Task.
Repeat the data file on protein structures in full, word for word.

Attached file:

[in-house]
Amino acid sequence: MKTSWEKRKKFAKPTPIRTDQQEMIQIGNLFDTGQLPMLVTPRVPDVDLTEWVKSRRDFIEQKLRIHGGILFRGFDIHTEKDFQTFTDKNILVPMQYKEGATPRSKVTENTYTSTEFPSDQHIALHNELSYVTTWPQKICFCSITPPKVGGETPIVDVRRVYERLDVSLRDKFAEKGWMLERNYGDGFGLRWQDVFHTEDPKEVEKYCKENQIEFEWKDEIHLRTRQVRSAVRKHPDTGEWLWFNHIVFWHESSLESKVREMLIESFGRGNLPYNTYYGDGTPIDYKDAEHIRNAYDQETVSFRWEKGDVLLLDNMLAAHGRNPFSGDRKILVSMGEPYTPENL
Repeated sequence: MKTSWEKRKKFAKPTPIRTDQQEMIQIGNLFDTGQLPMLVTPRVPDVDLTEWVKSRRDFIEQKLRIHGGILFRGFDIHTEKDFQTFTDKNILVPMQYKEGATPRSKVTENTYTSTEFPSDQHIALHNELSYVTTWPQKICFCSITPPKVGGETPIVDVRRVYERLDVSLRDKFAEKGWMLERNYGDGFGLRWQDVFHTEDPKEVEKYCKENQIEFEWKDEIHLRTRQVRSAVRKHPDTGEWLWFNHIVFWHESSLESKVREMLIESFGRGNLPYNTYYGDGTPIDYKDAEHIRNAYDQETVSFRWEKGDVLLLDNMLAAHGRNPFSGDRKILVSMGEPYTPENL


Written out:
[in-house]
Amino acid sequence: MKTSWEKRKKFAKPTPIRTDQQEMIQIGNLFDTGQLPMLVTPRVPDVDLTEWVKSRRDFIEQKLRIHGGILFRGFDIHTEKDFQTFTDKNILVPMQYKEGATPRSKVTENTYTSTEFPSDQHIALHNELSYVTTWPQKICFCSITPPKVGGETPIVDVRRVYERLDVSLRDKFAEKGWMLERNYGDGFGLRWQDVFHTEDPKEVEKYCKENQIEFEWKDEIHLRTRQVRSAVRKHPDTGEWLWFNHIVFWHESSLESKVREMLIESFGRGNLPYNTYYGDGTPIDYKDAEHIRNAYDQETVSFRWEKGDVLLLDNMLAAHGRNPFSGDRKILVSMGEPYTPENL
Repeated sequence: MKTSWEKRKKFAKPTPIRTDQQEMIQIGNLFDTGQLPMLVTPRVPDVDLTEWVKSRRDFIEQKLRIHGGILFRGFDIHTEKDFQTFTDKNILVPMQYKEGATPRSKVTENTYTSTEFPSDQHIALHNELSYVTTWPQKICFCSITPPKVGGETPIVDVRRVYERLDVSLRDKFAEKGWMLERNYGDGFGLRWQDVFHTEDPKEVEKYCKENQIEFEWKDEIHLRTRQVRSAVRKHPDTGEWLWFNHIVFWHESSLESKVREMLIESFGRGNLPYNTYYGDGTPIDYKDAEHIRNAYDQETVSFRWEKGDVLLLDNMLAAHGRNPFSGDRKILVSMGEPYTPENL